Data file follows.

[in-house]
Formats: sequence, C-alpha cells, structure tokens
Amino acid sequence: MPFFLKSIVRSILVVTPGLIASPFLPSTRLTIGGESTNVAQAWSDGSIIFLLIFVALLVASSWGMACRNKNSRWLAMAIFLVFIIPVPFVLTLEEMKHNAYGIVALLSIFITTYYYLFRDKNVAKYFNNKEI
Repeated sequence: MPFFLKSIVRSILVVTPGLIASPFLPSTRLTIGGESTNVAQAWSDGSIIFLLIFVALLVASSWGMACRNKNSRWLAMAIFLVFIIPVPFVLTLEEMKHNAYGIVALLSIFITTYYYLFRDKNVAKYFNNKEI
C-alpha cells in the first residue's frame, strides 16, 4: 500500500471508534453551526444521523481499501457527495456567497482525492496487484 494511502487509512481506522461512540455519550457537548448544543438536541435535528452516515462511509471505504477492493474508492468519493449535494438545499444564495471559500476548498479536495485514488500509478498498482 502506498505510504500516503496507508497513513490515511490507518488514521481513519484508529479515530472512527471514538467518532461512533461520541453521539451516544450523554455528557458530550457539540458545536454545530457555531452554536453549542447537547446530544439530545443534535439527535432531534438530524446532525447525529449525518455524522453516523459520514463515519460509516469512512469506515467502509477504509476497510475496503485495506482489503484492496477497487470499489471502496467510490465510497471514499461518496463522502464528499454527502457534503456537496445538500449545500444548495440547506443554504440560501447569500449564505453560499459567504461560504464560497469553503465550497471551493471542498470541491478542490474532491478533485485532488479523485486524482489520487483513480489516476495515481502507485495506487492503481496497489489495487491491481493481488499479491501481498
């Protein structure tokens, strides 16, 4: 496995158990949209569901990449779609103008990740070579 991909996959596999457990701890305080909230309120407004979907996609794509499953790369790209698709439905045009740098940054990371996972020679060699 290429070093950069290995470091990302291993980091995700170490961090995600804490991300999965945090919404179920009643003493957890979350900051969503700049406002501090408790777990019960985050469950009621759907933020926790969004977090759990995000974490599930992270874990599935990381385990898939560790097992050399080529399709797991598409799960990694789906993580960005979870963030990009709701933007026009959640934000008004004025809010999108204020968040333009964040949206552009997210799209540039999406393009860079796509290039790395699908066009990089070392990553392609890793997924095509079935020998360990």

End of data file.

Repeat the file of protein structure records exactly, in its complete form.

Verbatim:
[in-house]
Formats: sequence, C-alpha cells, structure tokens
Amino acid sequence: MPFFLKSIVRSILVVTPGLIASPFLPSTRLTIGGESTNVAQAWSDGSIIFLLIFVALLVASSWGMACRNKNSRWLAMAIFLVFIIPVPFVLTLEEMKHNAYGIVALLSIFITTYYYLFRDKNVAKYFNNKEI
Repeated sequence: MPFFLKSIVRSILVVTPGLIASPFLPSTRLTIGGESTNVAQAWSDGSIIFLLIFVALLVASSWGMACRNKNSRWLAMAIFLVFIIPVPFVLTLEEMKHNAYGIVALLSIFITTYYYLFRDKNVAKYFNNKEI
C-alpha cells in the first residue's frame, strides 16, 4: 500500500471508534453551526444521523481499501457527495456567497482525492496487484 494511502487509512481506522461512540455519550457537548448544543438536541435535528452516515462511509471505504477492493474508492468519493449535494438545499444564495471559500476548498479536495485514488500509478498498482 502506498505510504500516503496507508497513513490515511490507518488514521481513519484508529479515530472512527471514538467518532461512533461520541453521539451516544450523554455528557458530550457539540458545536454545530457555531452554536453549542447537547446530544439530545443534535439527535432531534438530524446532525447525529449525518455524522453516523459520514463515519460509516469512512469506515467502509477504509476497510475496503485495506482489503484492496477497487470499489471502496467510490465510497471514499461518496463522502464528499454527502457534503456537496445538500449545500444548495440547506443554504440560501447569500449564505453560499459567504461560504464560497469553503465550497471551493471542498470541491478542490474532491478533485485532488479523485486524482489520487483513480489516476495515481502507485495506487492503481496497489489495487491491481493481488499479491501481498
């Protein structure tokens, strides 16, 4: 496995158990949209569901990449779609103008990740070579 991909996959596999457990701890305080909230309120407004979907996609794509499953790369790209698709439905045009740098940054990371996972020679060699 290429070093950069290995470091990302291993980091995700170490961090995600804490991300999965945090919404179920009643003493957890979350900051969503700049406002501090408790777990019960985050469950009621759907933020926790969004977090759990995000974490599930992270874990599935990381385990898939560790097992050399080529399709797991598409799960990694789906993580960005979870963030990009709701933007026009959640934000008004004025809010999108204020968040333009964040949206552009997210799209540039999406393009860079796509290039790395699908066009990089070392990553392609890793997924095509079935020998360990």